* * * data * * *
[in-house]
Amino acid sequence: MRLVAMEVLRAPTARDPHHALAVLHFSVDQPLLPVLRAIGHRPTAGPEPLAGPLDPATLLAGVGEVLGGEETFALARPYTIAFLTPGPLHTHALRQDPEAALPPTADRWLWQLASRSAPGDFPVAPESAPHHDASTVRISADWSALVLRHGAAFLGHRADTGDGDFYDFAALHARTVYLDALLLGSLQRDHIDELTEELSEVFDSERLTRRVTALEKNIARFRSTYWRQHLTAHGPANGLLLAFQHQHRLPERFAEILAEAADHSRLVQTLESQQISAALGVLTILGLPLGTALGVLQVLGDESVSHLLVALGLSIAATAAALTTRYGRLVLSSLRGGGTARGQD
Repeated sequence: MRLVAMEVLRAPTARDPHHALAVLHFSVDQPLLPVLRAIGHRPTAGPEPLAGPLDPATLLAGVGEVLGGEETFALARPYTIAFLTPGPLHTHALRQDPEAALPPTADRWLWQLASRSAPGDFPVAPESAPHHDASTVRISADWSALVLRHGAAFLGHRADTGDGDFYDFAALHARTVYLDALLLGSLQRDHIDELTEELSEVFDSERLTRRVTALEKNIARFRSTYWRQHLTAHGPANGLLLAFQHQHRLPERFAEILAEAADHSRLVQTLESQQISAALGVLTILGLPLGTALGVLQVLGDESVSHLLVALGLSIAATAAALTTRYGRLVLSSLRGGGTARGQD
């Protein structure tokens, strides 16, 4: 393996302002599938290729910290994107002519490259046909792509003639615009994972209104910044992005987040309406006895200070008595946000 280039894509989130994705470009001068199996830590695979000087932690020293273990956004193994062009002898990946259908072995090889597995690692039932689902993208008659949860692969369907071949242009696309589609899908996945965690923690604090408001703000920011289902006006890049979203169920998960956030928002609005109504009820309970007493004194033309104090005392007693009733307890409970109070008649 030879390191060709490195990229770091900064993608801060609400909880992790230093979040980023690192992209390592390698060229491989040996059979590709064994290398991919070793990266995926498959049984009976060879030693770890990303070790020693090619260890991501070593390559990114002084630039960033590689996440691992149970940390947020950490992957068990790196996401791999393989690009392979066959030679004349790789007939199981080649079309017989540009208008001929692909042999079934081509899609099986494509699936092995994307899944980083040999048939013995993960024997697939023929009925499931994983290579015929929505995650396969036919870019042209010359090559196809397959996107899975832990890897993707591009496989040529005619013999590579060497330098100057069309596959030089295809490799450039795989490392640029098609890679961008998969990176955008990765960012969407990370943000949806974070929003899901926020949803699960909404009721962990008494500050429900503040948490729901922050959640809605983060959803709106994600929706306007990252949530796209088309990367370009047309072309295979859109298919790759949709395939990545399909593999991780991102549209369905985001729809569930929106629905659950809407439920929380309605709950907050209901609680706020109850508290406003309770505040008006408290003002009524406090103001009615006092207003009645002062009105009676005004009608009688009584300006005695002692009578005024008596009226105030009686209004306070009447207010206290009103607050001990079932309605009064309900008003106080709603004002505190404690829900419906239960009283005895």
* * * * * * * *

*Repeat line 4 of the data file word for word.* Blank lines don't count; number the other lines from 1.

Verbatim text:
């Protein structure tokens, strides 16, 4: 393996302002599938290729910290994107002519490259046909792509003639615009994972209104910044992005987040309406006895200070008595946000 280039894509989130994705470009001068199996830590695979000087932690020293273990956004193994062009002898990946259908072995090889597995690692039932689902993208008659949860692969369907071949242009696309589609899908996945965690923690604090408001703000920011289902006006890049979203169920998960956030928002609005109504009820309970007493004194033309104090005392007693009733307890409970109070008649 030879390191060709490195990229770091900064993608801060609400909880992790230093979040980023690192992209390592390698060229491989040996059979590709064994290398991919070793990266995926498959049984009976060879030693770890990303070790020693090619260890991501070593390559990114002084630039960033590689996440691992149970940390947020950490992957068990790196996401791999393989690009392979066959030679004349790789007939199981080649079309017989540009208008001929692909042999079934081509899609099986494509699936092995994307899944980083040999048939013995993960024997697939023929009925499931994983290579015929929505995650396969036919870019042209010359090559196809397959996107899975832990890897993707591009496989040529005619013999590579060497330098100057069309596959030089295809490799450039795989490392640029098609890679961008998969990176955008990765960012969407990370943000949806974070929003899901926020949803699960909404009721962990008494500050429900503040948490729901922050959640809605983060959803709106994600929706306007990252949530796209088309990367370009047309072309295979859109298919790759949709395939990545399909593999991780991102549209369905985001729809569930929106629905659950809407439920929380309605709950907050209901609680706020109850508290406003309770505040008006408290003002009524406090103001009615006092207003009645002062009105009676005004009608009688009584300006005695002692009578005024008596009226105030009686209004306070009447207010206290009103607050001990079932309605009064309900008003106080709603004002505190404690829900419906239960009283005895």